Runeforged weapons:
Covetous/Charitable (opposes evocation): A union of conjuration and abjuration magic, a covetous weapon functioned as a bane weapon against evokers and creatures with the fire subtype. As long as the weapon was wielded, the wielder gained fire resistance 5. Selinor’s scimiator was now such a weapon.
Dominant/Commanding (opposes transmutation): A union of enchantment and illusion magic, a dominant weapon functioned as a bane weapon against transmuters and against creatures with the shapechanger subtype. As long as the weapon was carried, it could absorb up to three harmful transmutation effects (such as Baleful Polymorph or Petrification) inflicted on the wielder per day. Stike’s longsword was now such a weapon.
Jealous/Trusting (opposes necromancy): A union of abjuration and enchantment magic, a jealous weapon functioned as a bane weapon against necromancers and against undead created by necromancy spells (not against self-manifested undead or undead created by the create spawn special ability). As long as the weapon was carried, it can absorb up to 3 negative levels inflicted on the wielder per day. Reynard’s staff was now such a weapon.
Miserly/Generous (opposes illusion): A union of transmutation and conjuration magic, a miserly weapon functioned as a bane weapon against illusionists and creatures from the Plane of Shadow. The first three times each day that this weapon struck an illusion it automatically makes a Dispel Magic attempt to dispel the illusion.
Parasitic/Symbiotic (opposes enchantment): A union of necromancy and transmutation magic, a parasitic weapon functioned as a bane weapon against enchanters and against creatures that were charmed, dominated, or otherwise under another creature's magic control. The first time each day that this weapon struck a creature under the effects of an enchantment spell, it automatically made a Dispel Magic attempt to dispel the enchantment. If the attempt was successful, it siphoned that energy into the wielder and healed her of 6d6 points of damage (hit points in excess of maximum were gained as temporary hit points that last for 1 hour). Kheo’s longbow was now such a weapon.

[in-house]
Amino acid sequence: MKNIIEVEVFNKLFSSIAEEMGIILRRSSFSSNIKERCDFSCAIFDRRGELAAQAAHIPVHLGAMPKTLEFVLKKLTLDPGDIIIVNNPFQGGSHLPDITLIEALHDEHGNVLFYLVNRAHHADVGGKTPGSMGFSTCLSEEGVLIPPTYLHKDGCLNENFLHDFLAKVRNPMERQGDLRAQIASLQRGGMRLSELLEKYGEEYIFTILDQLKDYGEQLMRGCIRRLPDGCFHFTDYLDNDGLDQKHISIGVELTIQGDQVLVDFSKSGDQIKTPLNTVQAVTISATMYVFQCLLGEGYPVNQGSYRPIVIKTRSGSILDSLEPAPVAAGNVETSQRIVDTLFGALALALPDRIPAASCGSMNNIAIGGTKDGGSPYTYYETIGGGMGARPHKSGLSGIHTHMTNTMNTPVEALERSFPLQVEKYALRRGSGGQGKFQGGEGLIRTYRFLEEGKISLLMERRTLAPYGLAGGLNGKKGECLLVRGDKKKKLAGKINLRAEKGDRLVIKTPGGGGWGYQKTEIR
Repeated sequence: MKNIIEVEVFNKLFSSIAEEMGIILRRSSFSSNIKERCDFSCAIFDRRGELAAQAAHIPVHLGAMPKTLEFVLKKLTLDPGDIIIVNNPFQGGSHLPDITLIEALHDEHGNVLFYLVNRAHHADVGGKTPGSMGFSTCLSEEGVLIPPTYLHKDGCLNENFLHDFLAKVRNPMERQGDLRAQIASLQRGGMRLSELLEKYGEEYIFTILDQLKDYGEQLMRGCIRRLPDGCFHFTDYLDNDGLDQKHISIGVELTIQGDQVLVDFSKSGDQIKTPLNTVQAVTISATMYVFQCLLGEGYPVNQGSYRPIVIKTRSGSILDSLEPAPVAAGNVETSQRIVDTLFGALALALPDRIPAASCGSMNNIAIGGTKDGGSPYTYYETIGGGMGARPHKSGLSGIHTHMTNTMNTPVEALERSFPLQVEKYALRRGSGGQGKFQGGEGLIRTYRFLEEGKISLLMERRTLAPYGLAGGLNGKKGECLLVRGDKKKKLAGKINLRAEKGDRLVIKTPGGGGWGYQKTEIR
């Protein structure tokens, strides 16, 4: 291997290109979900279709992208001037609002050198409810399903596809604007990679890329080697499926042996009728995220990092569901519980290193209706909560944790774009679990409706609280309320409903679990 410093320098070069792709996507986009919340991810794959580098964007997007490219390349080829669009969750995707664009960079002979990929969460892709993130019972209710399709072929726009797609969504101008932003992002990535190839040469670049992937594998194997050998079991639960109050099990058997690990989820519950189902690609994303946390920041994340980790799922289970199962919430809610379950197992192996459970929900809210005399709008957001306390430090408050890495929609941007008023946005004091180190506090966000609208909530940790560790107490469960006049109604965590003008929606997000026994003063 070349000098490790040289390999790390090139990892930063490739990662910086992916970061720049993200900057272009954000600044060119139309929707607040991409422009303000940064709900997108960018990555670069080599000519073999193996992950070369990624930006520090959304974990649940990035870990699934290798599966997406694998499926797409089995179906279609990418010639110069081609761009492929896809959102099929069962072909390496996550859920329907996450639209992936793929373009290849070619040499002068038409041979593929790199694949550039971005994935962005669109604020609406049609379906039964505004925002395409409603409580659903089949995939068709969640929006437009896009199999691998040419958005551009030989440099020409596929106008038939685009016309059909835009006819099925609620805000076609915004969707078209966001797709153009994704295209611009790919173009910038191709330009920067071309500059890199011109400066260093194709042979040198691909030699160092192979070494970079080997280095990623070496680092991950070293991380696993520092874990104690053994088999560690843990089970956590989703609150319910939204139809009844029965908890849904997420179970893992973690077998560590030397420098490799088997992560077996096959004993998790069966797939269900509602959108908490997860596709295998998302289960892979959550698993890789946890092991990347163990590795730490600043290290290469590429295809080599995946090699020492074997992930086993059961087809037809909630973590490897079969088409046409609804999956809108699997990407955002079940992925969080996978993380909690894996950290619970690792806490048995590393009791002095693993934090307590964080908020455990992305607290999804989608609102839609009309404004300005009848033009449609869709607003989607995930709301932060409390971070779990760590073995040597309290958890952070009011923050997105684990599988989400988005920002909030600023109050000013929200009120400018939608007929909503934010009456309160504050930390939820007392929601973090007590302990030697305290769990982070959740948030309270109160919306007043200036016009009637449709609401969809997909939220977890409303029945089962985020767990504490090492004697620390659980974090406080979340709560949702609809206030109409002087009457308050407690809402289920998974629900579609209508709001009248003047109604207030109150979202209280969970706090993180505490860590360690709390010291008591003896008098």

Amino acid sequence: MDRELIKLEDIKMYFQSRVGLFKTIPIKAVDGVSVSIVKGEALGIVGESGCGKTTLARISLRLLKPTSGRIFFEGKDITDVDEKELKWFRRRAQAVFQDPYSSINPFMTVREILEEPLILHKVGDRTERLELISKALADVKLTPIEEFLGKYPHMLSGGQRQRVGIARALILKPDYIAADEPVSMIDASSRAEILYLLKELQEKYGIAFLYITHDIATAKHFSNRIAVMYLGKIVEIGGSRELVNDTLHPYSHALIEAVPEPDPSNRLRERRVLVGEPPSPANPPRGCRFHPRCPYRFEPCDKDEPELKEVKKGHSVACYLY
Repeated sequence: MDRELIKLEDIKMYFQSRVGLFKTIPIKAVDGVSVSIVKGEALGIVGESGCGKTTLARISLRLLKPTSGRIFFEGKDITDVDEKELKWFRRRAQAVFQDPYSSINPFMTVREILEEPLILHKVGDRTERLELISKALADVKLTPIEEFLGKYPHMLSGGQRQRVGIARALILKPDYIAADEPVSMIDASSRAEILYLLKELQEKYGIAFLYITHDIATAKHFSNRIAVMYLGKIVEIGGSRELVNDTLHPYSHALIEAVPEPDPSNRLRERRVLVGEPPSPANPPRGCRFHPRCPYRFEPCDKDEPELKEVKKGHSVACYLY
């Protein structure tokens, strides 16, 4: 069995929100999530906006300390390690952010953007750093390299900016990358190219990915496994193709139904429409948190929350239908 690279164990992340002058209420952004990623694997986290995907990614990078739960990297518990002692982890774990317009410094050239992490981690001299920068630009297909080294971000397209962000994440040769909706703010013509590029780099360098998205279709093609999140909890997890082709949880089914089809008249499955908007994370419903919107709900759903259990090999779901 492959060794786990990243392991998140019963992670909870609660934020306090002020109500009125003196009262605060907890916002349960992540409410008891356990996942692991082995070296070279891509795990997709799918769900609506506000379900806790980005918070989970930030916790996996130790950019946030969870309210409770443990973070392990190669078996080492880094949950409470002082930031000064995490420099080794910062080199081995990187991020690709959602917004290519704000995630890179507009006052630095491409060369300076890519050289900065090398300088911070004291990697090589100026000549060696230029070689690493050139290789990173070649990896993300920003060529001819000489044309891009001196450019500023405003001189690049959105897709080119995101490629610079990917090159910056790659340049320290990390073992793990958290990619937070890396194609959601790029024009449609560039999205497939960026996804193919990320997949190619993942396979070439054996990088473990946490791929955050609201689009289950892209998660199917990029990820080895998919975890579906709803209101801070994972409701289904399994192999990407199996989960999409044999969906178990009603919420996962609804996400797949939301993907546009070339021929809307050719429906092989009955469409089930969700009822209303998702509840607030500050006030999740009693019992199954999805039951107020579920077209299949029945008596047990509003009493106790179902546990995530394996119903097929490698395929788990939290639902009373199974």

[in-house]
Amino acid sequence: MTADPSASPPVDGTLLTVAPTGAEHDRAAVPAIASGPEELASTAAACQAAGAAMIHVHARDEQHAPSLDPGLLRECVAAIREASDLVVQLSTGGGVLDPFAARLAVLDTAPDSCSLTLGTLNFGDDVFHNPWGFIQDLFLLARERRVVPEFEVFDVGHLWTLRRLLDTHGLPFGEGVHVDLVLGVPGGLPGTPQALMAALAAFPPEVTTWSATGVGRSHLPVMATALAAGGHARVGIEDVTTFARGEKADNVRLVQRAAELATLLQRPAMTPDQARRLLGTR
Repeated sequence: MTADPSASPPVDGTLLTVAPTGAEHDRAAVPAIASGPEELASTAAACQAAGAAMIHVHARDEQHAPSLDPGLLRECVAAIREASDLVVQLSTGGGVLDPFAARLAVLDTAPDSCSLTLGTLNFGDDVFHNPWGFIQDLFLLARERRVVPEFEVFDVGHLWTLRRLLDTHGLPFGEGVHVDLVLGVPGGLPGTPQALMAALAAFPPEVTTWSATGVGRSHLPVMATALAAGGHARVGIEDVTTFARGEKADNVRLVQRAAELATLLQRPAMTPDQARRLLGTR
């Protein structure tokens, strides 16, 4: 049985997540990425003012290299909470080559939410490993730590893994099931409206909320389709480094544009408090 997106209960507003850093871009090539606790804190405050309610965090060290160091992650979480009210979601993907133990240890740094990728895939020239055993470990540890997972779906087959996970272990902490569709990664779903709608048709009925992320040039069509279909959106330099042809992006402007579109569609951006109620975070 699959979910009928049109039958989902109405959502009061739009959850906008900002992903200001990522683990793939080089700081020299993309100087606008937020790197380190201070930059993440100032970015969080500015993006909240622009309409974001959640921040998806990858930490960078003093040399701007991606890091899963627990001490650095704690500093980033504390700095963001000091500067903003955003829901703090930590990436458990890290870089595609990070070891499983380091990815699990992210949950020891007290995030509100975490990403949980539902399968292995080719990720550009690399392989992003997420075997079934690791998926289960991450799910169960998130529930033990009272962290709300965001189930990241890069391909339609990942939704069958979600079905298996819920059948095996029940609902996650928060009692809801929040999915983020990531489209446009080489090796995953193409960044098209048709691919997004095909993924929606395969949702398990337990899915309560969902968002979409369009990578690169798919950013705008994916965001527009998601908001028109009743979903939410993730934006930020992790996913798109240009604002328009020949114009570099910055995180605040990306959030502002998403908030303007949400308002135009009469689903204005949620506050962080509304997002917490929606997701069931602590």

Sadistic/Compassionate (opposes abjuration): A union of evocation and necromancy magic, a sadistic weapon functioned as a bane weapon against abjurers and any creatures with an active abjuration spell effect. A sadistic weapon shrouded its wielder in an aura of mock magic - when the wielder was subjected to a dispelling effect, that dispelling attempt instead targets only the aura of mock magic. If the aura was dispelled, it replenished again in 24 hours.
Tyrannical/Liberal (opposes conjuration): A union of illusion and evocation magic, a tyrannical weapon functioned as a bane weapon against conjurers and summoned monsters. The first three times each day that the weapon scored a critical hit against a creature with the extra planar subtype, the weapon cast Dismissal at the creature struck.
With their runeforged weapons now in hand the heroes went to check on Jordimandus, but found that Arkrhyst was correct – he was dead. With no other halls left to visit this now meant that after 10,000 years all of the lords of runeforge were now dead. The heroes poked through Jordimandus’s possessions and found:
Gear: Rod of Absorption, Cloak of Resistance +3, Handy Haversack, Ring of Protection +2, diamond dust worth 500 GP, ivory plaque worth 50 GP, silver mirror worth 1,000 GP, and numerous spellbooks. The combined spellbooks contained all 1st through 7th level spells from all schools except Illusion and Evocation. They also contained two 8th level Conjuration spells: Incendiary Cloud and Summon Monster VIII, and two 9th level Conjuration spells: Gate and Teleportation Circle. Also revealed in a secret drawer in his throne was a few magic scrolls (a Scroll of Planar Ally, a Scroll of Teleport, and a Scroll of Stone to Flesh) and a Manual of Gainful Exercise +2 that Jordimandus had never put forth the energy to read.